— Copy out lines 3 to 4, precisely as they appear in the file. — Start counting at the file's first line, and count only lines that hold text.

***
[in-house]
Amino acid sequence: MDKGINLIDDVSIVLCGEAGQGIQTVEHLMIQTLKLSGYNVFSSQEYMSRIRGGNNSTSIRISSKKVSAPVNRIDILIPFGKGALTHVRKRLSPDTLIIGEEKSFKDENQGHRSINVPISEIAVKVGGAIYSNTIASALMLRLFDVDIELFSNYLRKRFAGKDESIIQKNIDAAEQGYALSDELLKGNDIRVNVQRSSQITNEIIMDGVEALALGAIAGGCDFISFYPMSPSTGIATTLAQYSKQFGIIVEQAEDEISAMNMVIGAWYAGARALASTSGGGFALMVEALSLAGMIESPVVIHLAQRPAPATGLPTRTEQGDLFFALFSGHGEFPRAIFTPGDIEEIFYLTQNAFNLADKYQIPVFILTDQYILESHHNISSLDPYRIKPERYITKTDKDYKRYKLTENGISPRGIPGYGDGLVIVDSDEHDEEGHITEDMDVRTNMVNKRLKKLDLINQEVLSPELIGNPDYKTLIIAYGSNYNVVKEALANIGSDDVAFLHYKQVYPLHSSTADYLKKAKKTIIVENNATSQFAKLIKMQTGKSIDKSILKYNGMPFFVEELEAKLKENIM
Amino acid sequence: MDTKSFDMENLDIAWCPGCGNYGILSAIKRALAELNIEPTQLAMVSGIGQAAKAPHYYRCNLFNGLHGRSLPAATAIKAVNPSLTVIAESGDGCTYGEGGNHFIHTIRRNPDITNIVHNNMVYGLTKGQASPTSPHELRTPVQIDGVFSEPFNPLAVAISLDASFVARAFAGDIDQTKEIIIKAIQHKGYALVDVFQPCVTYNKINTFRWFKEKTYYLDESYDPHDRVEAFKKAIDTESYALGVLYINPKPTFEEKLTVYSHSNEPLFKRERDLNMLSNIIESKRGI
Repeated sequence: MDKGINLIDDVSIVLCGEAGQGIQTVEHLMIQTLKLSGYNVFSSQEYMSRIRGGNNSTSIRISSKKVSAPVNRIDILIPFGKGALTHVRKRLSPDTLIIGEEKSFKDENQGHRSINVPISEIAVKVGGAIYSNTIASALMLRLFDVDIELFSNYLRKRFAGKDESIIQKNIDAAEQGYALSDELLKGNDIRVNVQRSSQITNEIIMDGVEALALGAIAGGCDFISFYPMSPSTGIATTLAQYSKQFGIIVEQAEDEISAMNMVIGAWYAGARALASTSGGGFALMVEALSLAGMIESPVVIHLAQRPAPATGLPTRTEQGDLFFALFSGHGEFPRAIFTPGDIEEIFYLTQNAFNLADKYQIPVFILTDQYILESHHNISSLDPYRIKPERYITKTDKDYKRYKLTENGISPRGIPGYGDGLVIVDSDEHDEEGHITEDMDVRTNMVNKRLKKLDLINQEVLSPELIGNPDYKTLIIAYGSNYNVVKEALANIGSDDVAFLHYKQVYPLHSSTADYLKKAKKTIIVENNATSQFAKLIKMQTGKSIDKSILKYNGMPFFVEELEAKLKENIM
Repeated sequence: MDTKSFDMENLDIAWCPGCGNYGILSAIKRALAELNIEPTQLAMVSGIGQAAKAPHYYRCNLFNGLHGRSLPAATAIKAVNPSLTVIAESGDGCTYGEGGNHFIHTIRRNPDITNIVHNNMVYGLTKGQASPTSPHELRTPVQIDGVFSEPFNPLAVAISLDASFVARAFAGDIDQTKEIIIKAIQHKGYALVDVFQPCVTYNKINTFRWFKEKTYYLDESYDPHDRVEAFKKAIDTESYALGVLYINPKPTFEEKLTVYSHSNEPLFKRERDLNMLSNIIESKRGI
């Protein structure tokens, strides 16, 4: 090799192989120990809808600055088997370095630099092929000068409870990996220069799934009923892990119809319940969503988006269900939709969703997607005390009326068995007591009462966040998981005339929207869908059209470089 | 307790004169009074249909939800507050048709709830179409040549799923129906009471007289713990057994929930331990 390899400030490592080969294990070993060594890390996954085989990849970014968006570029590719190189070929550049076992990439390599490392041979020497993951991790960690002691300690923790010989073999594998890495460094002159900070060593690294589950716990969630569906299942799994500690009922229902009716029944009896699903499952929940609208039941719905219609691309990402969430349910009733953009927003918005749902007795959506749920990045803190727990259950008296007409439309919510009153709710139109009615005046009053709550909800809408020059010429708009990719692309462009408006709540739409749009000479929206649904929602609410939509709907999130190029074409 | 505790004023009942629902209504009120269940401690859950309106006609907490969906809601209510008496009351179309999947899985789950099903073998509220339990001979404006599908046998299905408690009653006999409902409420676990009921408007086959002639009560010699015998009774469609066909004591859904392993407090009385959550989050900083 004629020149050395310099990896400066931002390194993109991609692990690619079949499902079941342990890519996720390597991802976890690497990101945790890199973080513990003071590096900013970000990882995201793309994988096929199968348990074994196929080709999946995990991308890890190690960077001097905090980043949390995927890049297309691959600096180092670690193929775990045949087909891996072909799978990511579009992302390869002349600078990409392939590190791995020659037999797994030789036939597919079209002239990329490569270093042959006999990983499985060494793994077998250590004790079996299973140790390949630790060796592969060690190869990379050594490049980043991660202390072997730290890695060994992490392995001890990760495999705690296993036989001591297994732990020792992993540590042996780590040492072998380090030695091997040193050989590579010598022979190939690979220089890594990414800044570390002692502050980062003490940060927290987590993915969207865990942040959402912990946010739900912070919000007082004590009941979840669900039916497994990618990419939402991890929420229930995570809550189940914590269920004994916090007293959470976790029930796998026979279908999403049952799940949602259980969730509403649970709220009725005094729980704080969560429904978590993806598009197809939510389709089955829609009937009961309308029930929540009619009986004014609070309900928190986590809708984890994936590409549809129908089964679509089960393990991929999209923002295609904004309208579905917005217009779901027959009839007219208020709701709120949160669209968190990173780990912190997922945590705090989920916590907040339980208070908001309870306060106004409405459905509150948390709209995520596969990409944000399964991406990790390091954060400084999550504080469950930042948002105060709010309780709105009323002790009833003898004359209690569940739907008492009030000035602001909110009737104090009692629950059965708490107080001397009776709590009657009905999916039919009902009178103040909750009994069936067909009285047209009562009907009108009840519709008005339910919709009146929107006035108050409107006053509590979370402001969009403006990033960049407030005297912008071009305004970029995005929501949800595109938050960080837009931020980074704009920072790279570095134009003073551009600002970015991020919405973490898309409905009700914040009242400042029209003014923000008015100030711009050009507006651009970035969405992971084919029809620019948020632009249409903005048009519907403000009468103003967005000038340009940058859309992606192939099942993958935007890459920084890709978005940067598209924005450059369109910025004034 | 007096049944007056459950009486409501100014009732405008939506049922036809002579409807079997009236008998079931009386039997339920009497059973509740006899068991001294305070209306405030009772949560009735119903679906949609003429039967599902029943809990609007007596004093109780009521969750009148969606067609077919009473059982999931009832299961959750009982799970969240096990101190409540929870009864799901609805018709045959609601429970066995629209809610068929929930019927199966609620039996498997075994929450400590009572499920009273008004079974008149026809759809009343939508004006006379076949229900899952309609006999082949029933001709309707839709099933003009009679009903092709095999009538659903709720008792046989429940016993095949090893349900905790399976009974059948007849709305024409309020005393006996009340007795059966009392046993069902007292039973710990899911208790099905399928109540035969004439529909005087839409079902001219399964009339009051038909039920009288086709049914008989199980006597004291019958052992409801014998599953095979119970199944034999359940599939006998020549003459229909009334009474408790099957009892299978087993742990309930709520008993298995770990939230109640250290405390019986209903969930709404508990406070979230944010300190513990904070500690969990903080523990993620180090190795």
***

Amino acid sequence: MDTKSFDMENLDIAWCPGCGNYGILSAIKRALAELNIEPTQLAMVSGIGQAAKAPHYYRCNLFNGLHGRSLPAATAIKAVNPSLTVIAESGDGCTYGEGGNHFIHTIRRNPDITNIVHNNMVYGLTKGQASPTSPHELRTPVQIDGVFSEPFNPLAVAISLDASFVARAFAGDIDQTKEIIIKAIQHKGYALVDVFQPCVTYNKINTFRWFKEKTYYLDESYDPHDRVEAFKKAIDTESYALGVLYINPKPTFEEKLTVYSHSNEPLFKRERDLNMLSNIIESKRGI
Repeated sequence: MDKGINLIDDVSIVLCGEAGQGIQTVEHLMIQTLKLSGYNVFSSQEYMSRIRGGNNSTSIRISSKKVSAPVNRIDILIPFGKGALTHVRKRLSPDTLIIGEEKSFKDENQGHRSINVPISEIAVKVGGAIYSNTIASALMLRLFDVDIELFSNYLRKRFAGKDESIIQKNIDAAEQGYALSDELLKGNDIRVNVQRSSQITNEIIMDGVEALALGAIAGGCDFISFYPMSPSTGIATTLAQYSKQFGIIVEQAEDEISAMNMVIGAWYAGARALASTSGGGFALMVEALSLAGMIESPVVIHLAQRPAPATGLPTRTEQGDLFFALFSGHGEFPRAIFTPGDIEEIFYLTQNAFNLADKYQIPVFILTDQYILESHHNISSLDPYRIKPERYITKTDKDYKRYKLTENGISPRGIPGYGDGLVIVDSDEHDEEGHITEDMDVRTNMVNKRLKKLDLINQEVLSPELIGNPDYKTLIIAYGSNYNVVKEALANIGSDDVAFLHYKQVYPLHSSTADYLKKAKKTIIVENNATSQFAKLIKMQTGKSIDKSILKYNGMPFFVEELEAKLKENIM